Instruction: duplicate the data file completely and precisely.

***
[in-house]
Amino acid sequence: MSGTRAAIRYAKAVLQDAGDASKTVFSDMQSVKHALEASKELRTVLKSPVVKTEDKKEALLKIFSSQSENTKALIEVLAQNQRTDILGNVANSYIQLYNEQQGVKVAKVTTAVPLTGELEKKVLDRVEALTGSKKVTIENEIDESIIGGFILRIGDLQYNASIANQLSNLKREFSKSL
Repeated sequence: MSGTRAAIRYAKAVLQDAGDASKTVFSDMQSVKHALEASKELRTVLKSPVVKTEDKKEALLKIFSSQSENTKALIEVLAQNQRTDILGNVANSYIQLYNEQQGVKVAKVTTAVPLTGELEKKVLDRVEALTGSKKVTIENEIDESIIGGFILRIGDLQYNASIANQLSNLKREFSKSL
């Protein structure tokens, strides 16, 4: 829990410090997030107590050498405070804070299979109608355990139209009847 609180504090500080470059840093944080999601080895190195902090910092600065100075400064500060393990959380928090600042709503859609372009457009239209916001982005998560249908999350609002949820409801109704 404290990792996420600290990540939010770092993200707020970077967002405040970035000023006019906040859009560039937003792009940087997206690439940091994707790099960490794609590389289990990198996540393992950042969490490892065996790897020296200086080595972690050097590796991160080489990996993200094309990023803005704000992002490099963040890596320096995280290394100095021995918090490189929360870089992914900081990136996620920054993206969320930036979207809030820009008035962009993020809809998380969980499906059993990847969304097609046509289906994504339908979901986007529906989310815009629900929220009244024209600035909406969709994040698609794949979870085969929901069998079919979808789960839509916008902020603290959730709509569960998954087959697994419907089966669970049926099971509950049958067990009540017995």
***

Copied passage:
[in-house]
Amino acid sequence: MSGTRAAIRYAKAVLQDAGDASKTVFSDMQSVKHALEASKELRTVLKSPVVKTEDKKEALLKIFSSQSENTKALIEVLAQNQRTDILGNVANSYIQLYNEQQGVKVAKVTTAVPLTGELEKKVLDRVEALTGSKKVTIENEIDESIIGGFILRIGDLQYNASIANQLSNLKREFSKSL
Repeated sequence: MSGTRAAIRYAKAVLQDAGDASKTVFSDMQSVKHALEASKELRTVLKSPVVKTEDKKEALLKIFSSQSENTKALIEVLAQNQRTDILGNVANSYIQLYNEQQGVKVAKVTTAVPLTGELEKKVLDRVEALTGSKKVTIENEIDESIIGGFILRIGDLQYNASIANQLSNLKREFSKSL
């Protein structure tokens, strides 16, 4: 829990410090997030107590050498405070804070299979109608355990139209009847 609180504090500080470059840093944080999601080895190195902090910092600065100075400064500060393990959380928090600042709503859609372009457009239209916001982005998560249908999350609002949820409801109704 404290990792996420600290990540939010770092993200707020970077967002405040970035000023006019906040859009560039937003792009940087997206690439940091994707790099960490794609590389289990990198996540393992950042969490490892065996790897020296200086080595972690050097590796991160080489990996993200094309990023803005704000992002490099963040890596320096995280290394100095021995918090490189929360870089992914900081990136996620920054993206969320930036979207809030820009008035962009993020809809998380969980499906059993990847969304097609046509289906994504339908979901986007529906989310815009629900929220009244024209600035909406969709994040698609794949979870085969929901069998079919979808789960839509916008902020603290959730709509569960998954087959697994419907089966669970049926099971509950049958067990009540017995």